ATHENS -- Greece’s crushing economic crisis, which has upended the country’s politics and jeopardized its currency tie with the European Union, has also put another institution on the spot: the news media.
Amid allegations of unethical journalistic practices that may have contributed to the mess the country’s in, the outsider political coalition, whose popularity has skyrocketed, says it wants to abolish the cozy relationship that’s long existed between media owners and politicians, and to halt the practice of government payments to individual journalists.
On the eve of Sunday’s second-round election, the outsider coalition, known as Syriza, or the Radical Left, was reported neck-and-neck with the conservative New Democracy party. Both parties were expected to draw less than the 35 percent of the vote needed to form a government, and the winner is likely to have to search for a coalition partner.
Public support for the upstart Syriza party has surged largely because of its pledge to suspend the EU-imposed economic austerity measures that have led to a dramatic economic contraction here, but in demanding reforms to the rules governing the news media the coalition may have tapped into another source of voter disaffection. A poll earlier this month published by Mono magazine showed that more than 80 percent of the public do not view the Greek news media as objective.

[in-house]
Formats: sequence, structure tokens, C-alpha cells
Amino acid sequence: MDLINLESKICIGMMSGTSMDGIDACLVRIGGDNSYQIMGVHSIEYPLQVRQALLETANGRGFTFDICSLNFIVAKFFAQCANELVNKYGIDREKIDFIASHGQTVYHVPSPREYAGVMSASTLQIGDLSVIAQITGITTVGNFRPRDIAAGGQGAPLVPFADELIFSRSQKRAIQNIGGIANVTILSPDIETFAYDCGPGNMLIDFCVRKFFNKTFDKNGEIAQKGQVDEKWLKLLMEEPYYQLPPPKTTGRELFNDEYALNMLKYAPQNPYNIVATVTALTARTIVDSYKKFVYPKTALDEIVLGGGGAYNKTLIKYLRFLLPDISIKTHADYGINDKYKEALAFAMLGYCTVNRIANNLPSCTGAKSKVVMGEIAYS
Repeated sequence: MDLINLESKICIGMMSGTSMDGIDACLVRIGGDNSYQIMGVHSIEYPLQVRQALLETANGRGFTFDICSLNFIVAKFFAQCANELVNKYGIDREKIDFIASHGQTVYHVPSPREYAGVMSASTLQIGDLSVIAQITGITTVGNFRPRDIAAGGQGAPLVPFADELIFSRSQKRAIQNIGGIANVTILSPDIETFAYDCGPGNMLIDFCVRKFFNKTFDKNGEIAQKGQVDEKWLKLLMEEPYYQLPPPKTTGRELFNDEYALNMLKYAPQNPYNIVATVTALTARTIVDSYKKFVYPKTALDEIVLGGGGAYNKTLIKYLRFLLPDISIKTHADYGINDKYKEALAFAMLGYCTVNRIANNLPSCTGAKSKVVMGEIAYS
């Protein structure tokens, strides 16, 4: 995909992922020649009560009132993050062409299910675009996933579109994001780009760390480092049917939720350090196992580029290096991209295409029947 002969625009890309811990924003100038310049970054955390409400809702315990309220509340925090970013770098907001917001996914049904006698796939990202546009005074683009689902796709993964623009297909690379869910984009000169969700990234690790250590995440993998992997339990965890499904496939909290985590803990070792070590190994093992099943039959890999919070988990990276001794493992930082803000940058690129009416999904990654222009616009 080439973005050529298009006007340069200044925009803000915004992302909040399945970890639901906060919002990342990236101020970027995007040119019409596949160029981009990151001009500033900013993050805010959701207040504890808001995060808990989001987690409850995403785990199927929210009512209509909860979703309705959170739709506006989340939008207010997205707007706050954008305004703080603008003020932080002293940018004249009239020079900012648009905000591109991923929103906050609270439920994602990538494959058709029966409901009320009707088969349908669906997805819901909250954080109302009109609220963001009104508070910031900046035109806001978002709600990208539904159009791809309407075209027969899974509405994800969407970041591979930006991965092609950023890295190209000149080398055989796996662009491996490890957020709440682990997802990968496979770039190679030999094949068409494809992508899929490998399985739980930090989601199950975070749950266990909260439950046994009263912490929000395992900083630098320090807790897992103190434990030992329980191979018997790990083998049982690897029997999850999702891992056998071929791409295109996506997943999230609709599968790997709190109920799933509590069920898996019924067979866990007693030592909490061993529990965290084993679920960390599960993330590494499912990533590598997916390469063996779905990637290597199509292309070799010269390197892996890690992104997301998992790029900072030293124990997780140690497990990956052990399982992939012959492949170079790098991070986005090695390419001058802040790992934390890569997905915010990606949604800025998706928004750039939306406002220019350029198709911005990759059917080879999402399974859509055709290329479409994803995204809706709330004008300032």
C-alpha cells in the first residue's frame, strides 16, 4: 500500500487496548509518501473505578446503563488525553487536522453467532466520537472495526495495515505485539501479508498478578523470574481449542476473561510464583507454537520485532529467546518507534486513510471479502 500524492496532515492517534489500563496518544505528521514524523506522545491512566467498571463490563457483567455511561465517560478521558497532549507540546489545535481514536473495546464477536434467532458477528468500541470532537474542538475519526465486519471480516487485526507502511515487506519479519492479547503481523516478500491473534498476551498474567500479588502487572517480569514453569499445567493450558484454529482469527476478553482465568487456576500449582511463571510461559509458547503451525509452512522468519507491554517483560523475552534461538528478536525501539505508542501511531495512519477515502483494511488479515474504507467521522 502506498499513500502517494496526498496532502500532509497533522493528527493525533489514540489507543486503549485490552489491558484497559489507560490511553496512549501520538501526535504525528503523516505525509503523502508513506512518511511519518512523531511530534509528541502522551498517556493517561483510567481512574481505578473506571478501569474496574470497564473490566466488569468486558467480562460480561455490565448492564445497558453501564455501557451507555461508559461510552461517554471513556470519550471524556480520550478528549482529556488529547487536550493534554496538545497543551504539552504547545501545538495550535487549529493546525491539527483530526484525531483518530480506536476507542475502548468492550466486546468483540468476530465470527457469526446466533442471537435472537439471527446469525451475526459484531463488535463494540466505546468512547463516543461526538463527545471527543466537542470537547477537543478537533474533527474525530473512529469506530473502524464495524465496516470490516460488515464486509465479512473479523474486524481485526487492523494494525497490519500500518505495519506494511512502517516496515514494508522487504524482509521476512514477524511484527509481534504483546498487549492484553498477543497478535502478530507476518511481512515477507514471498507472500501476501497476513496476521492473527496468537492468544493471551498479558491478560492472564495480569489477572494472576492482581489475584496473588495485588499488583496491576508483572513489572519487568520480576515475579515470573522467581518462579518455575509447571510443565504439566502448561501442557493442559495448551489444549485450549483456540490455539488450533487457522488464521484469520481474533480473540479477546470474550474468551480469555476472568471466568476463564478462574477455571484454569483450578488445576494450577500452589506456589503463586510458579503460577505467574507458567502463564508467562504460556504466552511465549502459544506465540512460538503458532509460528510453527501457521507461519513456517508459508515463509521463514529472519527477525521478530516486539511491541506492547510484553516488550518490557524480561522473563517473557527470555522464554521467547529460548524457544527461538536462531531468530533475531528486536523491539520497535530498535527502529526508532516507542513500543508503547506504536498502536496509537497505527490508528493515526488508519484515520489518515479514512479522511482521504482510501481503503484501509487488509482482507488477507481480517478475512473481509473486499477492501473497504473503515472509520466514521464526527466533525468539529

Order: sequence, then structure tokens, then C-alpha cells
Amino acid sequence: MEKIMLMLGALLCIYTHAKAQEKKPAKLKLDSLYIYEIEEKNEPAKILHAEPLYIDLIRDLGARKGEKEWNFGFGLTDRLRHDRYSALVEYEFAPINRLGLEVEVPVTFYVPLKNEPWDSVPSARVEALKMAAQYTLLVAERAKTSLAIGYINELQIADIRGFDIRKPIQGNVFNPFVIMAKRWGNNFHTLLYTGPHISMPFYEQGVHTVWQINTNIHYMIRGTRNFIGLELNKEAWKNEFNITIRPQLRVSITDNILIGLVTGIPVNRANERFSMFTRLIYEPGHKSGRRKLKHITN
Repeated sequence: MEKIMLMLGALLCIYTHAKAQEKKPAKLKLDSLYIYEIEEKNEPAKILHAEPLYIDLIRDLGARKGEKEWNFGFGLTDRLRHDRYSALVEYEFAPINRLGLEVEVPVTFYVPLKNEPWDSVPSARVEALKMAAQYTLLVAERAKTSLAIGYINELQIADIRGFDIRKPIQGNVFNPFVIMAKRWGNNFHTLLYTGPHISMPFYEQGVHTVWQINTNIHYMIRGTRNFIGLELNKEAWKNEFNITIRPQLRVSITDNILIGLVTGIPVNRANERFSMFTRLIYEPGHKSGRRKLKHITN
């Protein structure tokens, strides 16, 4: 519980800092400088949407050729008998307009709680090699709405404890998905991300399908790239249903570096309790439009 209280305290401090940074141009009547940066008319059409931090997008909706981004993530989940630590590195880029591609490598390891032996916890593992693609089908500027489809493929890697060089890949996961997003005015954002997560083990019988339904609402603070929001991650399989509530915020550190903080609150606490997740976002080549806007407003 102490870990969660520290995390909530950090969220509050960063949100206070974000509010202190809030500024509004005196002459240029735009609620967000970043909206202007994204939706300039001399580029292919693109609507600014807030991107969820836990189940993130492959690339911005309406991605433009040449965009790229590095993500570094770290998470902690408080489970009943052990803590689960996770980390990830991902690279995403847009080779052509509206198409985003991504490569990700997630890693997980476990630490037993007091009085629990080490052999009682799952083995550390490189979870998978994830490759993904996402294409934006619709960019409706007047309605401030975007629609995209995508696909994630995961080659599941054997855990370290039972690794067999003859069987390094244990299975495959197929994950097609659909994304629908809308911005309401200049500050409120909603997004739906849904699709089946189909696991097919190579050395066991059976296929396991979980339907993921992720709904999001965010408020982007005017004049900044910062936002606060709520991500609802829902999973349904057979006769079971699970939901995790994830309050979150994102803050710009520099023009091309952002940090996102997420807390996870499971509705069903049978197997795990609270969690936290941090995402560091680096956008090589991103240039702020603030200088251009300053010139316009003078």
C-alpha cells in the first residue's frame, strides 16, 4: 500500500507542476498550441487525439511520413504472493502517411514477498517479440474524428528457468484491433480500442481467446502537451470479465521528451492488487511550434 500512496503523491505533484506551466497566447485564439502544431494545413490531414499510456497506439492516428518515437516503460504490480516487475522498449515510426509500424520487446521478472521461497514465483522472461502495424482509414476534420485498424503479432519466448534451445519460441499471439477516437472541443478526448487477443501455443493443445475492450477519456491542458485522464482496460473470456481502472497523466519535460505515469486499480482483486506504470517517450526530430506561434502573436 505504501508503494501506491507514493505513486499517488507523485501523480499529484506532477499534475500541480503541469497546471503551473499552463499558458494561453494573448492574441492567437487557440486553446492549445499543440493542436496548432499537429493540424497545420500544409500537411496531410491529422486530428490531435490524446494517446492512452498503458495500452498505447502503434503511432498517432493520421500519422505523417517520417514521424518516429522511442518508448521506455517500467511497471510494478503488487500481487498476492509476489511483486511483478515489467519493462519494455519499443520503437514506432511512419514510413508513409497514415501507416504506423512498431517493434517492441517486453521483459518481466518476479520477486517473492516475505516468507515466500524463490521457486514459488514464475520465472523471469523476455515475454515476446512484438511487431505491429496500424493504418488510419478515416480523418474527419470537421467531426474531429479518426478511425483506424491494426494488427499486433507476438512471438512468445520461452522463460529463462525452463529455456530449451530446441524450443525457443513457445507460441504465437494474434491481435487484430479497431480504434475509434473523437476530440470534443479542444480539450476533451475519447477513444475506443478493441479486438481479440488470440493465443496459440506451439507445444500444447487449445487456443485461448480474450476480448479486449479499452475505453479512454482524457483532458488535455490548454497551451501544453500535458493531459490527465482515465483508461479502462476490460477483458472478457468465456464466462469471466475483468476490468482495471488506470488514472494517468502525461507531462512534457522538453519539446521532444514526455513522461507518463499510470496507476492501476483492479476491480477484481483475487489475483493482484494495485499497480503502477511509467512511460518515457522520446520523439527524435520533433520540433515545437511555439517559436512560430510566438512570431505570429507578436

While Greece has some excellent investigative journalists and some mavericks who challenge the system, the absence of a prevailing ethos of independent reporting helped enable the government to overstate Greece’s readiness for adopting the euro, and later precluded public awareness that the government was lying about its deficit to the European Union, said George Pleios, head of the department of communications at the National University in Athens.
One reason for the lack of trust may be that a significant number of journalists have two masters – their own news outlet and the organizations or firms they are covering. A Syriza official alleged that thousands of reporters maintain conflicts of interest and that 500 to 600 journalists are or have been on the payroll of a government agency.
Syriza may still be smarting at the treatment it received prior to the first round of elections May 6, when it rose from a fringe party to become the No. 2 finisher. Even the most respected news outlets treated Syriza with disdain during the campaign – in the process missing the dramatic public shift away from the Socialist PASOK and the conservative New Democracy parties that have dominated the scene for more than three decades.
The leading daily Kathimerini, for example, reported Syriza’s pre-election rally – practically the only major party event that week that appeared to spark genuine enthusiasm – without noting its size or tone, and it compared firebrand party leader Alexis Tsipras unfavorably to Andreas Papandreou, the discredited leader of PASOK. A day earlier, it gave a noticeably uncritical account of PASOK’s sole press conference, from which foreign media had been barred, by recounting the responses of leader Evangelos Venizelos but not the questions he was asked.
“If we had been aware there would be such a surge in their popularity, we would have been on them a lot more, a lot earlier,” Nikos Konstandaras, Kathimerini’s managing editor, said of Syriza.